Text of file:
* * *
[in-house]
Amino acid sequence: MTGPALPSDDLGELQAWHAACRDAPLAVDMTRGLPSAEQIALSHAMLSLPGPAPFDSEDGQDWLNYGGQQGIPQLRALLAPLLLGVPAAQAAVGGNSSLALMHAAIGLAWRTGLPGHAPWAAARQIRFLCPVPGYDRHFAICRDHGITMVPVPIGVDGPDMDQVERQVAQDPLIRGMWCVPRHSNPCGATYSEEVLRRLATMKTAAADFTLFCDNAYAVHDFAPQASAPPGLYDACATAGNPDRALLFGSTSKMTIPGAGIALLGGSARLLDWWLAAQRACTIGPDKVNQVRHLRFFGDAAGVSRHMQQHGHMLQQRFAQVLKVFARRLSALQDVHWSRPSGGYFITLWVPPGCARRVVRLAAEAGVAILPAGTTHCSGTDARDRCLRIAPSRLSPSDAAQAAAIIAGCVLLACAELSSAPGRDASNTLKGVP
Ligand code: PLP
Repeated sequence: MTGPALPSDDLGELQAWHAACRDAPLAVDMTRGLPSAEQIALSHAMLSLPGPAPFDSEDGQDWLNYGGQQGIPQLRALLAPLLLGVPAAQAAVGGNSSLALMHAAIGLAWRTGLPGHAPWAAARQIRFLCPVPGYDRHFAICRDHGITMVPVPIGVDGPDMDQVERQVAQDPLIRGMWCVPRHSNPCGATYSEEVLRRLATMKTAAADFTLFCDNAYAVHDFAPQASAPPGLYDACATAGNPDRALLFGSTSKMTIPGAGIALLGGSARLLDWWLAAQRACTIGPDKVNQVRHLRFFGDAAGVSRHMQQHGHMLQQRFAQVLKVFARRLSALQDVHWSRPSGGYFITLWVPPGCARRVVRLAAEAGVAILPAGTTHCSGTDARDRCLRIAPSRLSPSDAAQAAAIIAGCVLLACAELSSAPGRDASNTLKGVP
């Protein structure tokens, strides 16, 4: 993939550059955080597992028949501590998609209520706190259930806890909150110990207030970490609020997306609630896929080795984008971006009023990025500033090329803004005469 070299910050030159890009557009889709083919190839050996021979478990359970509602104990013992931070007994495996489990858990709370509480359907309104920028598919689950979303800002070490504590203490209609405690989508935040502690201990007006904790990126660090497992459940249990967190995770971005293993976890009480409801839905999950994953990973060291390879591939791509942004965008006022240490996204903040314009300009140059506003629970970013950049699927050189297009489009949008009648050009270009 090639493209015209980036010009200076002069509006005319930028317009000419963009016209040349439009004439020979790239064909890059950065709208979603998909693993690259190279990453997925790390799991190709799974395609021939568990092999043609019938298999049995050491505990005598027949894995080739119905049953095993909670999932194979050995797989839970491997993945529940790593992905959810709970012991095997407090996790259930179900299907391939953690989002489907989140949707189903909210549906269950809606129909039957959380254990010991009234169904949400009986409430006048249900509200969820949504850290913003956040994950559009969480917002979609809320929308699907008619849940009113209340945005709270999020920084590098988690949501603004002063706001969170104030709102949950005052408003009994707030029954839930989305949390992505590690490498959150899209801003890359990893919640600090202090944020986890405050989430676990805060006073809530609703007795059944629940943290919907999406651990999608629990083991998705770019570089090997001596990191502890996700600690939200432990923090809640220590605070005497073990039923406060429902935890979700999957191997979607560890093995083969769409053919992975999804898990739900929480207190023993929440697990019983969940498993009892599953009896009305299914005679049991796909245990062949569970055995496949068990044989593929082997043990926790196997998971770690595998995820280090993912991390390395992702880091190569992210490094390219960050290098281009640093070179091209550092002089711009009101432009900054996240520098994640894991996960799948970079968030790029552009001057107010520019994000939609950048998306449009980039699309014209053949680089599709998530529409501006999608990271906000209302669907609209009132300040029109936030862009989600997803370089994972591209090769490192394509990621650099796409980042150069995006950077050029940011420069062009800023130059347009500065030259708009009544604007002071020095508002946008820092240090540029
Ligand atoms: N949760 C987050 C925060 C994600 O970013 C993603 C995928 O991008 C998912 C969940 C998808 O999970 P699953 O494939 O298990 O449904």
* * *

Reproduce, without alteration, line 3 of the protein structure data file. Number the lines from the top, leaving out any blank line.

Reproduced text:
Ligand code: PLP